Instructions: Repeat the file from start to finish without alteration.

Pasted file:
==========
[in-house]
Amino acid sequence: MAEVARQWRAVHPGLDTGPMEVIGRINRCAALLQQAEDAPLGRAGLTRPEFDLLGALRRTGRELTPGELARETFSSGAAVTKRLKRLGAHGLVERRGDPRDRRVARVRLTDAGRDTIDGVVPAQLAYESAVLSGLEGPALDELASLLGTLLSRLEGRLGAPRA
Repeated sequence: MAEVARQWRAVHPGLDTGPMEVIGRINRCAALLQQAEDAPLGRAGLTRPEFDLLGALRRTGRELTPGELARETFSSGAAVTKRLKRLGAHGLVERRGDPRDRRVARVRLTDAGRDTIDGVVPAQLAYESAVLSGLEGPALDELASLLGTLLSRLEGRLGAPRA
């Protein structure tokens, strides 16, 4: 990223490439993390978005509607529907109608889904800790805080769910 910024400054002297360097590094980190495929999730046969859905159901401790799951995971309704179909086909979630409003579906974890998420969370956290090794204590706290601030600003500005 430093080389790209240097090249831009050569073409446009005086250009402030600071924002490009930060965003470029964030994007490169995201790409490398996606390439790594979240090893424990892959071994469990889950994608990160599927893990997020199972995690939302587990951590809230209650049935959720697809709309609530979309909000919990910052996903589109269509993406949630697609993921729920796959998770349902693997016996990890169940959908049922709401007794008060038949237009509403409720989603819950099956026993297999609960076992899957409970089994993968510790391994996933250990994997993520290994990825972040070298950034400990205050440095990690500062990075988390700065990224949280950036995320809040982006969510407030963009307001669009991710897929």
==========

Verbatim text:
[in-house]
Amino acid sequence: MAEVARQWRAVHPGLDTGPMEVIGRINRCAALLQQAEDAPLGRAGLTRPEFDLLGALRRTGRELTPGELARETFSSGAAVTKRLKRLGAHGLVERRGDPRDRRVARVRLTDAGRDTIDGVVPAQLAYESAVLSGLEGPALDELASLLGTLLSRLEGRLGAPRA
Repeated sequence: MAEVARQWRAVHPGLDTGPMEVIGRINRCAALLQQAEDAPLGRAGLTRPEFDLLGALRRTGRELTPGELARETFSSGAAVTKRLKRLGAHGLVERRGDPRDRRVARVRLTDAGRDTIDGVVPAQLAYESAVLSGLEGPALDELASLLGTLLSRLEGRLGAPRA
């Protein structure tokens, strides 16, 4: 990223490439993390978005509607529907109608889904800790805080769910 910024400054002297360097590094980190495929999730046969859905159901401790799951995971309704179909086909979630409003579906974890998420969370956290090794204590706290601030600003500005 430093080389790209240097090249831009050569073409446009005086250009402030600071924002490009930060965003470029964030994007490169995201790409490398996606390439790594979240090893424990892959071994469990889950994608990160599927893990997020199972995690939302587990951590809230209650049935959720697809709309609530979309909000919990910052996903589109269509993406949630697609993921729920796959998770349902693997016996990890169940959908049922709401007794008060038949237009509403409720989603819950099956026993297999609960076992899957409970089994993968510790391994996933250990994997993520290994990825972040070298950034400990205050440095990690500062990075988390700065990224949280950036995320809040982006969510407030963009307001669009991710897929």